Chapter II.--The Knowledge of God Can Be Attained Only Through Faith.
"Be not elated on account of thy wisdom," say the Proverbs. "In all thy ways acknowledge her, that she may direct thy ways, and that thy foot may not stumble." By these remarks he means to show that our deeds ought to be conformable to reason, and to manifest further that we ought to select and possess what is useful out of all culture. Now the ways of wisdom are various that lead right to the way of truth. Faith is the way. "Thy foot shall not stumble" is said with reference to some who seem to oppose the one divine administration of Providence. Whence it is added, "Be not wise in thine own eyes," according to the impious ideas which revolt against the administration of God. "But fear God," who alone is powerful. Whence it follows as a consequence that we are not to oppose God. The sequel especially teaches clearly, that "the fear of God is departure from evil;" for it is said, "and depart from all evil." Such is the discipline of wisdom ("for whom the Lord loveth He chastens"  ), causing pain in order to produce understanding, and restoring to peace and immortality. Accordingly, the Barbarian philosophy, which we follow, is in reality perfect and true. And so it is said in the book of Wisdom: "For He hath given me the unerring knowledge of things that exist, to know the constitution of the word," and so forth, down to "and the virtues of roots." Among all these he comprehends natural science, which treats of all the phenomena in the world of sense. And in continuation, he alludes also to intellectual objects in what he subjoins: "And what is hidden or manifest I know; for Wisdom, the artificer of all things, taught me."  You have, in brief, the professed aim of our philosophy; and the learning of these branches, when pursued with right course of conduct, leads through Wisdom, the artificer of all things, to the Ruler of all,--a Being difficult to grasp and apprehend, ever receding and withdrawing from him who pursues. But He who is far off has--oh ineffable marvel!--come very near. "I am a God that draws near," says the Lord. He is in essence remote; "for how is it that what is begotten can have approached the Unbegotten?" But He is very near in virtue of that power which holds all things in its embrace. "Shall one do aught in secret, and I see him not?"  For the power of God is always present, in contact with us, in the exercise of inspection, of beneficence, of instruction. Whence Moses, persuaded that God is not to be known by human wisdom, said, "Show me Thy glory;"  and into the thick darkness where God's voice was, pressed to enter--that is, into the inaccessible and invisible ideas respecting Existence. For God is not in darkness or in place, but above both space and time, and qualities of objects. Wherefore neither is He at any time in a part, either as containing or as contained, either by limitation or by section. "For what house will ye build to Me?" saith the Lord.  Nay, He has not even built one for Himself, since He cannot be contained. And though heaven be called His throne, not even thus is He contained, but He rests delighted in the creation.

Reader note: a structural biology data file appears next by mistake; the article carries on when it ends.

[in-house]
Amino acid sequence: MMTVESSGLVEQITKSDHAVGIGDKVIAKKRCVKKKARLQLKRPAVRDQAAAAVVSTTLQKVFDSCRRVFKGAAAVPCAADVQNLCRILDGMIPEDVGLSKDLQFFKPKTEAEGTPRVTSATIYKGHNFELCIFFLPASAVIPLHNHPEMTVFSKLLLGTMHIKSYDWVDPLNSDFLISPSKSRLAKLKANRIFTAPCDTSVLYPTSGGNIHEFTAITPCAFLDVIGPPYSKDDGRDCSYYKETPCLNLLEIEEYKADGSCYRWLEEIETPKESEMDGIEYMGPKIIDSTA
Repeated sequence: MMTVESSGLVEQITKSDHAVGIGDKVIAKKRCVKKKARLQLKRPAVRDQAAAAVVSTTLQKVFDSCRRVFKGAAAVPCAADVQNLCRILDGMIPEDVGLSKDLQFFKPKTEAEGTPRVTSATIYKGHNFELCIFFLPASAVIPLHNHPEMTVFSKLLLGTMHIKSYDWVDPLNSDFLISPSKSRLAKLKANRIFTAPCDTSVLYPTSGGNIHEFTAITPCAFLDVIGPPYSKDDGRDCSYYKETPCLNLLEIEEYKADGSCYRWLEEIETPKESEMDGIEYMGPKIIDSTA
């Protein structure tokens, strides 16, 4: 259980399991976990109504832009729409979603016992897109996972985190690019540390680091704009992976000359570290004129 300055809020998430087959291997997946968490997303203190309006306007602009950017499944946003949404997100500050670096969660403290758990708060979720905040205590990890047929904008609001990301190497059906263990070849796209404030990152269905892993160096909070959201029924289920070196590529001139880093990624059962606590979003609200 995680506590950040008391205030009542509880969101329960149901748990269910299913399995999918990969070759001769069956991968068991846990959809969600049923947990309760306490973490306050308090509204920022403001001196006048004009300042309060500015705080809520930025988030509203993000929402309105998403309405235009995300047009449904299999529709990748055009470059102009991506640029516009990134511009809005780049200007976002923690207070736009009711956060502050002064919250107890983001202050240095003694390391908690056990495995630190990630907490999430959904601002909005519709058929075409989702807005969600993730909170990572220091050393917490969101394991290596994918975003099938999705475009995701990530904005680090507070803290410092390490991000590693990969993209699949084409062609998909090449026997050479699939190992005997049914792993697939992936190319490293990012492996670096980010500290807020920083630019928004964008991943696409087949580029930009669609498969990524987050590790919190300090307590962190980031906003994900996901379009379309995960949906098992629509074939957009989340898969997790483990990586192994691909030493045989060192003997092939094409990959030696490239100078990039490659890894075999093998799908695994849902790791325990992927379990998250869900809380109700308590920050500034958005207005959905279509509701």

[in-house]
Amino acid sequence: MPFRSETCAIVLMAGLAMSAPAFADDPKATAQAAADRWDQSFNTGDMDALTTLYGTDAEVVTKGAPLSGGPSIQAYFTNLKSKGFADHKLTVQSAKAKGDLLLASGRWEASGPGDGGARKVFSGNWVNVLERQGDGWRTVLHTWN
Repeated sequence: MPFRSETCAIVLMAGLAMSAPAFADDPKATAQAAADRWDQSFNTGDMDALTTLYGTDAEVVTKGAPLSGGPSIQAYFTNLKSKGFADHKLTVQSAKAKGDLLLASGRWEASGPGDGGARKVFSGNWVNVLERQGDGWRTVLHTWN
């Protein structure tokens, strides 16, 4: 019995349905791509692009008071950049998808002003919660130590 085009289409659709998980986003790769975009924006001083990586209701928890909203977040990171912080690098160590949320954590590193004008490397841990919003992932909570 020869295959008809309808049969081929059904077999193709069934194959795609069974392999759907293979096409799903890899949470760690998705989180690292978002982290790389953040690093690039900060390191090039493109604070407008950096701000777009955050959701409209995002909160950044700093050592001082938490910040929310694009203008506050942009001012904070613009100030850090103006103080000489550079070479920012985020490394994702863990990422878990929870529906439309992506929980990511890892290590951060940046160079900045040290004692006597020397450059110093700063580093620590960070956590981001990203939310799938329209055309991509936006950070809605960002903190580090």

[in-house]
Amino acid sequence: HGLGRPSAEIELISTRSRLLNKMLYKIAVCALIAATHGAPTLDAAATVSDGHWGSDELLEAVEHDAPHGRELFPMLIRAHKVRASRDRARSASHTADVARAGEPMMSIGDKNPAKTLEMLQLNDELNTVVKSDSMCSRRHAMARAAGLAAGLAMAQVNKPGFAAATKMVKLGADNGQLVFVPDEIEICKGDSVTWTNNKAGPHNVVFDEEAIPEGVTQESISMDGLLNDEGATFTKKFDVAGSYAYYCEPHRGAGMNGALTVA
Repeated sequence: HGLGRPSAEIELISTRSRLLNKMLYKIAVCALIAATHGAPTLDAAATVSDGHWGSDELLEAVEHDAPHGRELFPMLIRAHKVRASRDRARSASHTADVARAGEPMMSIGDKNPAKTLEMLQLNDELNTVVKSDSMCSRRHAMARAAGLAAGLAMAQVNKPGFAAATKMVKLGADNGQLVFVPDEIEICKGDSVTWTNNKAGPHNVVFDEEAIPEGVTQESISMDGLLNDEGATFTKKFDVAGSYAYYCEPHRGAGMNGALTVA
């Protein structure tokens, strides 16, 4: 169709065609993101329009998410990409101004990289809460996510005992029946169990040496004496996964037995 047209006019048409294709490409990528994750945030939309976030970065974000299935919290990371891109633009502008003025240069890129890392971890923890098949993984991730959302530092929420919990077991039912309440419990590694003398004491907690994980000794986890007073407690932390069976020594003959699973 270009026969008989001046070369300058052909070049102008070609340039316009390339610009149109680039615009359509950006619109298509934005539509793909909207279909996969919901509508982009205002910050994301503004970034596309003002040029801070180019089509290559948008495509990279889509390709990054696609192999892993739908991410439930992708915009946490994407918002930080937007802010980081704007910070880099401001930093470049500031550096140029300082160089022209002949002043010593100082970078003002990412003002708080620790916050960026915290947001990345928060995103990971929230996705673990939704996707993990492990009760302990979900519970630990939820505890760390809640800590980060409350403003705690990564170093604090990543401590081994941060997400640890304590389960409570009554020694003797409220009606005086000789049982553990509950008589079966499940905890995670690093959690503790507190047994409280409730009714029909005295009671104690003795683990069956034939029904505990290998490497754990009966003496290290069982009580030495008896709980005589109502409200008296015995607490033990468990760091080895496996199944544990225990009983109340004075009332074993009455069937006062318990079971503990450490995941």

It is clear, then, that the truth has been hidden from us; and if that has been already shown by one example, we shall establish it a little after by several more. How entirely worthy of approbation are they who are both willing to learn, and able, according to Solomon, "to know wisdom and instruction, and to perceive the words of wisdom, to receive knotty words, and to perceive true righteousness," there being another [righteousness as well], not according to the truth, taught by the Greek laws, and by the rest of the philosophers. "And to direct judgments," it is said--not those of the bench, but he means that we must preserve sound and free of error the judicial faculty which is within us--"That I may give subtlety to the simple, to the young man sense and understanding."  "For the wise man," who has been persuaded to obey the commandments, "having heard these things, will become wiser" by knowledge; and "the intelligent man will acquire rule, and will understand a parable and a dark word, the sayings and enigmas of the wise."  For it is not spurious words which those inspired by God and those who are gained over by them adduce, nor is it snares in which the most of the sophists entangle the young, spending their time on nought true. But those who possess the Holy Spirit "search the deep things of God,"  --that is, grasp the secret that is in the prophecies. "To impart of holy things to the dogs" is forbidden, so long as they remain beasts. For never ought those who are envious and perturbed, and still infidel in conduct, shameless in barking at investigation, to dip in the divine and clear stream of the living water. "Let not the waters of thy fountain overflow, and let thy waters spread over thine own streets."  For it is not many who understand such things as they fall in with; or know them even after learning them, though they think they do, according to the worthy Heraclitus. Does not even he seem to thee to censure those who believe not? "Now my just one shall live by faith,"  the prophet said. And another prophet also says, "Except ye believe, neither shall ye understand."  For how ever could the soul admit the transcendental contemplation of such themes, while unbelief respecting what was to be learned struggled within? But faith, which the Greeks disparage, deeming it futile and barbarous, is a voluntary preconception,  the assent of piety--"the subject of things hoped for, the evidence of things not seen," according to the divine apostle. "For hereby," pre-eminently, "the elders obtained a good report. But without faith it is impossible to please God."  Others have defined faith to be a uniting assent to an unseen object, as certainly the proof of an unknown thing is an evident assent. If then it be choice, being desirous of something, the desire is in this instance intellectual. And since choice is the beginning of action, faith is discovered to be the beginning of action, being the foundation of rational choice in the case of any one who exhibits to himself the previous demonstration through faith. Voluntarily to follow what is useful, is the first principle of understanding. Unswerving choice, then, gives considerable momentum in the direction of knowledge. The exercise of faith directly becomes knowledge, reposing on a sure foundation. Knowledge, accordingly, is defined by the sons of the philosophers as a habit, which cannot be overthrown by reason. Is there any other true condition such as this, except piety, of which alone the Word is teacher?  I think not. Theophrastus says that sensation is the root of faith. For from it the rudimentary principles extend to the reason that is in us, and the understanding. He who believeth then the divine Scriptures with sure judgment, receives in the voice of God, who bestowed the Scripture, a demonstration that cannot be impugned. Faith, then, is not established by demonstration. "Blessed therefore those who, not having seen, yet have believed."  The Siren's songs, exhibiting a power above human, fascinated those that came near, conciliating them, almost against their will, to the reception of what was said.